Mind, Body, and Soul is sponsored content.
While social media isn't going away anytime soon, a mental health expert says the depression that can come alongside it can.
"Facebook, Instagram and social media have been getting a lot of airtime lately in the news, especially as it relates to how social media is affecting teen girls," says Terry Warburton, Clinical Director of Recovery of Hope. "There are links between viewing Instagram images and other social media, and rising rates of depression, anxiety, and lower self-esteem in girls in particular."
During adolescents, hormones and feelings are often intense.
"Teens are often very self-conscious, and they compare themselves to others. And some teens spend a lot of time on social media. Adolescents have struggled with these types of things for a long time, but social media definitely isn’t helping."
Warburton says she understands as a mother and a counsellor.
"I am the mother of three children, two of which are daughters. When they were teens, I was very attuned in particular to how they were feeling about their bodies, and whether they had a healthy relationship with food. As a therapist, I worried about eating disorders, mental illness, bullying - and all of the other things that parents worry about."
The challenges parents face today in an 'instant society' filled with social media can be hard to navigate.
"As parents, we have a lot of challenges these days. Smartphones and social media aren’t going away, but how can we help our kids and teens to develop a healthy sense of themselves in the midst of all of this? Once our kids get to a certain age, we become keenly aware that we can no longer control them. All we have left is influence."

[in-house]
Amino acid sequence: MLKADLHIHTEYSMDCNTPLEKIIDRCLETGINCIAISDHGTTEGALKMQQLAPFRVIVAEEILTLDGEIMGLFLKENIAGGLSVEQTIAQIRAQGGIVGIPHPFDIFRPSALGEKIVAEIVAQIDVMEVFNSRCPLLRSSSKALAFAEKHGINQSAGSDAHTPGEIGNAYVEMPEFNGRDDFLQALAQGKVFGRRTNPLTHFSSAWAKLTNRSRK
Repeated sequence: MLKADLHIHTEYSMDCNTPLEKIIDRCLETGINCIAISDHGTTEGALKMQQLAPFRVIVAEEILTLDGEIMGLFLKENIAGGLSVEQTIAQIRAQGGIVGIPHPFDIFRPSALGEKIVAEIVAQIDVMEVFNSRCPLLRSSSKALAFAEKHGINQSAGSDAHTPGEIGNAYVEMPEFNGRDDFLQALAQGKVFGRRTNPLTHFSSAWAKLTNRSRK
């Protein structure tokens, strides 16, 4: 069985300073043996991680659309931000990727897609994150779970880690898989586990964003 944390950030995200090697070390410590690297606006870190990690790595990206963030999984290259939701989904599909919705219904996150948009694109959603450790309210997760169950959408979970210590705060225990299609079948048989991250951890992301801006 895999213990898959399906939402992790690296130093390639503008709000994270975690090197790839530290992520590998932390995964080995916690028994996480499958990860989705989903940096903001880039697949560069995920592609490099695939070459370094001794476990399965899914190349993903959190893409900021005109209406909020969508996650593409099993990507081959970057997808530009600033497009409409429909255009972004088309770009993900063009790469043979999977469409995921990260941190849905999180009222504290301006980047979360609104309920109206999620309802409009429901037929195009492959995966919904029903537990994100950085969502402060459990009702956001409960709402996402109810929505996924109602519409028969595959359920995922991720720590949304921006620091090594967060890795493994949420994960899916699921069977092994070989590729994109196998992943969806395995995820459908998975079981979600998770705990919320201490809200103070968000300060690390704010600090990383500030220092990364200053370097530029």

Parents can use their influence to help their teenage children see themselves in a healthy and holistic way.
"I have heard from many teen clients over the years that they yearn for a better relationship with their mother and father. But meanwhile, the parents are experiencing anger and resistance from their kids and don’t see any sign that their child cares. No matter how good or bad things are in your relationship with your kids, it is always the responsibility of the parent to take the initiative in the relationship."
This action of building a relationship with a teenager can be exhausting at times, but Warburton assures it is always worth it.
"The caring adults in a teen’s life can have so much influence. Kids desperately need adults to be a strong presence in their lives. They need us, even when they appear to not need us, or even when they clearly let us know that they don’t need us. They still need us."
Using a reoccurring time or event each day, such as dinner time, to connect with their teenagers about stressors and what they viewed on social media that day can help build influence.
"It can be very fun exploring and reflecting together."